‘Scopes don’t bounce.

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I don’t know many people who can still beam widely after their scope has sheared off the tripod head and clattered onto one of the few hard stretches of path not carpetted in cushioning sheep shit and mud at HoM…but Andy Pryce can!
Klunk. Tinkle.
Hey presto – a scope in three pieces!!!
Hardly fair after Andy, Trops and I had spent a good hour hunkered down amongst said sheep shit and mud ‘scoping the Wigeon horde for another glimpse of the American Wigeon without success this morning.
Ah well, it’s still an impressive sight to see the reserve flooding on a high tide.

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Earlier Marshside had the Great White Egret, two Common Buzzard, Merlin and Marsh Harrier.
Few Whoopers on the way to HoM, but it was pretty quiet, so we headed over to Martin Mere.
Even more Whoopers there obviously.

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We wandered down to the Ronnie Barker after a quick chat with Andy Bunting at In Focus.
The Tawny Owl was showing well as usual on the path down….

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Ample birdage to play with from the hide – wildfowl, Ruff, raptors (Buzzards, Marsh Harrier and Kestrels) and one of the much photographed Barn Owls was still quartering the fields there.
I am a birder, not a photographer, which should be obvious from this blog.

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Lapwings everywhere – much the same as Marshside yesterday (two Peregrines, an adult and a juv on the murk) and Lunt on Saturday and Sunday, when I popped down to see the snappers, sorry, Short Eared Owls (I had up to three over the weekend there – SEOs not snappers – I’m sure there were more) at dusk.
Perhaps if I stand next to snappers often enough some photographification may rub off on me and my images will be in focus… Perhaps.

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2 thoughts on “‘Scopes don’t bounce.

  1. John,
    I thought you might be interested to know that we found a dead adult Red-eared Terrapin on the tideline at the north end of the Newest Green Beach yesterday afternoon. Presumably washed out of Sands Lake rather than a trans-Atlantic voyager!
    Five of us had been clearing buckthorn in the frontals and were rushing to escape the rain, so foolishly I didn’t take any photos.
    Phil

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  2. People in Merseyside taking part in this year’s Big Garden Birdwatch will be helping to provide conservation scientists with valuable data about the changes in numbers of birds using our gardens in winter, enabling them to help protect our wildlife for future generations.
    More than half a million people are expected to watch and count their garden birds this weekend in what is the world’s largest garden wildlife survey.
    For almost forty years, the RSPB’s Big Garden Birdwatch has helped raise awareness of those species in decline like starlings and song thrushes, whose numbers have dropped by an alarming 80 and 70 per cent respectively since the Birdwatch began in 1979.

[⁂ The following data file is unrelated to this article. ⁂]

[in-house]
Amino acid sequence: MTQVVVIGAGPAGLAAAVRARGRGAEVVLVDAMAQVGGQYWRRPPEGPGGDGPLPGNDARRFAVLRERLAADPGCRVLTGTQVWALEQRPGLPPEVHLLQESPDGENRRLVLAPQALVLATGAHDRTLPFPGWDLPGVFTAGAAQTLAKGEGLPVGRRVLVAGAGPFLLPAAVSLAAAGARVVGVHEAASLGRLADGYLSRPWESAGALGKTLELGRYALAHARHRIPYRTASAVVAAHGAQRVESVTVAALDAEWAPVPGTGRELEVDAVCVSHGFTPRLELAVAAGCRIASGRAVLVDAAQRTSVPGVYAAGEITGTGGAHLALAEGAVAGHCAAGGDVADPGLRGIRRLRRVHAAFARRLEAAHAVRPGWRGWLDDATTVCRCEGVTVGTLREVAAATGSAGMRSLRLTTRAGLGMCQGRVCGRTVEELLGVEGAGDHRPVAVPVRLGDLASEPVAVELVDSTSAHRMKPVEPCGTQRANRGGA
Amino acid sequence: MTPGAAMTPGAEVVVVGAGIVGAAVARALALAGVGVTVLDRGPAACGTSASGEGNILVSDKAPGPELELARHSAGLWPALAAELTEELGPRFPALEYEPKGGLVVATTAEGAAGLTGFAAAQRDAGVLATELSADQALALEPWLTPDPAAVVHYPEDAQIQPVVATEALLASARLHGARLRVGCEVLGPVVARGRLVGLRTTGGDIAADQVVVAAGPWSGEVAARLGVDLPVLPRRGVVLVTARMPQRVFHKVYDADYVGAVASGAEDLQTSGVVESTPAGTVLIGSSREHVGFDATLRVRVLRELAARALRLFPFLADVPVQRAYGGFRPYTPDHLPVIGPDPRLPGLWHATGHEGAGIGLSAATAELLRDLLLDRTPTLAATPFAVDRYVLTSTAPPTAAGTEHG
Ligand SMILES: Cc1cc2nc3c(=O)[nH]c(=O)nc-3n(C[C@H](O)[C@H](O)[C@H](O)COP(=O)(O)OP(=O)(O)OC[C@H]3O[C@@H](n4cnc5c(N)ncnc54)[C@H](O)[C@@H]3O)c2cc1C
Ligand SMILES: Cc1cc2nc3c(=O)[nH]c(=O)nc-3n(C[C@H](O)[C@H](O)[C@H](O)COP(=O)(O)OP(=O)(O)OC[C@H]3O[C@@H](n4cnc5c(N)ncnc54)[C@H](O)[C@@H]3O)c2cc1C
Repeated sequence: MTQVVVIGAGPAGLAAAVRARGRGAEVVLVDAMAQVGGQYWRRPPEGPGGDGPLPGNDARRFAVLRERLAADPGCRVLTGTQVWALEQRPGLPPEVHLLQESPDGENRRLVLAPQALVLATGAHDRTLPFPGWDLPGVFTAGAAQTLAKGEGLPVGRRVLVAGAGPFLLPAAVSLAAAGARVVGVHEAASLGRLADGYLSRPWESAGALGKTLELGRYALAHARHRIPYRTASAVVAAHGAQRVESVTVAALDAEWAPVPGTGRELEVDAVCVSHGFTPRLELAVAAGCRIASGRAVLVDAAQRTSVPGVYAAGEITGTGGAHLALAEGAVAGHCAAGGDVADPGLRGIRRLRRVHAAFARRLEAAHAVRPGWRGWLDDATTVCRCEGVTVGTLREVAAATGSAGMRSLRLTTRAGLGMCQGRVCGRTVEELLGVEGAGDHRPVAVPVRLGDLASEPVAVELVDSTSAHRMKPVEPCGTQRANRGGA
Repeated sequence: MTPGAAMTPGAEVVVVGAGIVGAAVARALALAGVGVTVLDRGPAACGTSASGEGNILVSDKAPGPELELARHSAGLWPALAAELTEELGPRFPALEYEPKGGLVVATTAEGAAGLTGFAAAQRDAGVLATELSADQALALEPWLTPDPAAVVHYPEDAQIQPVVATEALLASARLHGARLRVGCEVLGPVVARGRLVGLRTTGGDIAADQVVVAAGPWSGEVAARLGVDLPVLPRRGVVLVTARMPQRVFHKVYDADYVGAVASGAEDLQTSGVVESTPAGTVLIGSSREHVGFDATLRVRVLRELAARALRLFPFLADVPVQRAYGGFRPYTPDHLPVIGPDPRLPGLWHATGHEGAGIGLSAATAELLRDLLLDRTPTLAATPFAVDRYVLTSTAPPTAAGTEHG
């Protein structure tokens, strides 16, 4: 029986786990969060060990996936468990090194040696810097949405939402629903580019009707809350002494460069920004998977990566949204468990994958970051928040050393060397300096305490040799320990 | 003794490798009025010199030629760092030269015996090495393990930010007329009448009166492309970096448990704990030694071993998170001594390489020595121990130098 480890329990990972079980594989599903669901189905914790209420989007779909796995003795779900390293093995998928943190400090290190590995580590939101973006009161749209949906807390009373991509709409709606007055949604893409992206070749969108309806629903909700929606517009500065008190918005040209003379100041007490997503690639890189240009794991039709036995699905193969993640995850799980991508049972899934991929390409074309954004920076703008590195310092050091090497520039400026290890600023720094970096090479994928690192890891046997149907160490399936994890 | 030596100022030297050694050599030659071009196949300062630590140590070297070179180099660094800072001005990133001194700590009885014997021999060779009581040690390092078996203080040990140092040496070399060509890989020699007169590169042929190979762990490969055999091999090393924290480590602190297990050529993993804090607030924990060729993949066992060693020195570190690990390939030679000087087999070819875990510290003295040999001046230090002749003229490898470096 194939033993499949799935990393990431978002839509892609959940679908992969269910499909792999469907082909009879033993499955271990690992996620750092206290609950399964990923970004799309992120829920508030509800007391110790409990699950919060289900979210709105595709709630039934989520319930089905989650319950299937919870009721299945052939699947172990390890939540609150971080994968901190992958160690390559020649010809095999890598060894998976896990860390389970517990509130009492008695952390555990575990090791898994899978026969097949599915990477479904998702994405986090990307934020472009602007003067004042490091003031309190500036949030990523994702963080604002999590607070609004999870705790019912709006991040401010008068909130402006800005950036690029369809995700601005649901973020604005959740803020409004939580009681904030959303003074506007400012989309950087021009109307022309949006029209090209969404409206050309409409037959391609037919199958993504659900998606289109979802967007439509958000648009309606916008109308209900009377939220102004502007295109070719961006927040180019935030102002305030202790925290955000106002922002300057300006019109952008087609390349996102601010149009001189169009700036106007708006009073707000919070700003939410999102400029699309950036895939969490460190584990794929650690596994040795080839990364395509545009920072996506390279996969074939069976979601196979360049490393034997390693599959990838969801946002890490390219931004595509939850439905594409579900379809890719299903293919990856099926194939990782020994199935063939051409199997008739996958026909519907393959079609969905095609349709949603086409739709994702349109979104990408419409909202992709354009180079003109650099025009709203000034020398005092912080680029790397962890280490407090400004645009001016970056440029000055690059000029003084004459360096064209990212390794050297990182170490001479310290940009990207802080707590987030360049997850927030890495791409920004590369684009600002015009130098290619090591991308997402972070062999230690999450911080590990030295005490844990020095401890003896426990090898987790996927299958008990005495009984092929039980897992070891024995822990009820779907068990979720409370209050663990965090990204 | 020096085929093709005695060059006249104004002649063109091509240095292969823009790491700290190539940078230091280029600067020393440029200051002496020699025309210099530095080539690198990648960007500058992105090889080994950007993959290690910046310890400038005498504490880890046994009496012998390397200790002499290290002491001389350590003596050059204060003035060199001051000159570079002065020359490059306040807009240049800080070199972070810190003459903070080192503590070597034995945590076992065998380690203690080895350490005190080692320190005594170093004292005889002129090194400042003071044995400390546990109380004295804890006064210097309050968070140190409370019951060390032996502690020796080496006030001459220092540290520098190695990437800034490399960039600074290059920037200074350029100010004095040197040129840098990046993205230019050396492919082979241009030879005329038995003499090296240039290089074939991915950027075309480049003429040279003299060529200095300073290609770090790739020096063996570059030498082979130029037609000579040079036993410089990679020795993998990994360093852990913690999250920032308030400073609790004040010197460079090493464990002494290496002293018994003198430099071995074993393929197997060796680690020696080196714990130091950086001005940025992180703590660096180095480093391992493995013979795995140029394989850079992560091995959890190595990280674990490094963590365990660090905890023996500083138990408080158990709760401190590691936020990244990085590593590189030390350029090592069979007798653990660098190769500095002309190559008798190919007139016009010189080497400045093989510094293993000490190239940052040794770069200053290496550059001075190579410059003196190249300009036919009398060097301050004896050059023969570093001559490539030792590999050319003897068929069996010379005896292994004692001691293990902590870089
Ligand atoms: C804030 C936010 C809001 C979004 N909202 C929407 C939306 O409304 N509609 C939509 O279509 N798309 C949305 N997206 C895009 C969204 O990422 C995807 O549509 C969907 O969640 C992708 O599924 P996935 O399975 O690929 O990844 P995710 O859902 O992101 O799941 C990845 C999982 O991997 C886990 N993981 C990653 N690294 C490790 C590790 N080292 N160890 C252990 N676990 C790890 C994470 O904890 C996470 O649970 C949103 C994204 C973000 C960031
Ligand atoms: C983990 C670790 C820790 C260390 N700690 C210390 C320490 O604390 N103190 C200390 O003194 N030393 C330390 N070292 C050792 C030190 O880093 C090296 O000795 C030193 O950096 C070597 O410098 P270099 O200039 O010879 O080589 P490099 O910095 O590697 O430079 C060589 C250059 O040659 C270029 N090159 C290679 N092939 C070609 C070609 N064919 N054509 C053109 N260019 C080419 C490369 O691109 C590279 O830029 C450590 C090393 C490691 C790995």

There is slightly better news for the house sparrow, as its long term decline appears to have slowed and it remains the most commonly spotted bird in our gardens. However, its numbers have dropped by 58 per cent since 1979.
    With the last month of 2015 being reported as the wettest and warmest December on record but with temperatures since varying between freezing and unseasonable mild, the results from Big Garden Birdwatch will also help the charity understand how these unusual weather conditions have affected birds visiting gardens this winter.
    For the third year running, the RSPB is also asking participants to log some of the other wildlife they see in their gardens throughout the year such as hedgehogs, foxes, stoats and squirrels, to help build an overall picture of how important gardens are for giving nature a home. The RSPB will share the results with Amphibian & Reptile Conservation (ARC), People’s Trust for Endangered Species (PTES) and The Mammal Society to add to their species databases. Results will help all the organisations involved build their understanding about the threats facing garden wildlife.
    The survey is part of the RSPB’s Giving Nature a Home campaign, aimed at tackling the housing crisis facing the UK’s threatened wildlife. The RSPB is asking people to provide a place for wildlife in their own gardens and outside spaces – whether it’s putting up a nest box for birds, creating a pond to support a number of different creatures or building a home for a hedgehog. The Big Garden Birdwatch is just one of the steps you can take to help nature near you.
    To take part, simply request a free pack from the RSPB website or register your details to save time on the weekend.
    The RSPB will be live blogging throughout the weekend and offering downloadable bird song on their website as a soundtrack for the bird watch. For more information, visit rspb.org.uk/birdwatch
    The parallel event, Big Schools’ Birdwatch takes place on 4 January- 12 February 2016. Further information can be found at rspb.org.uk/schoolswatch

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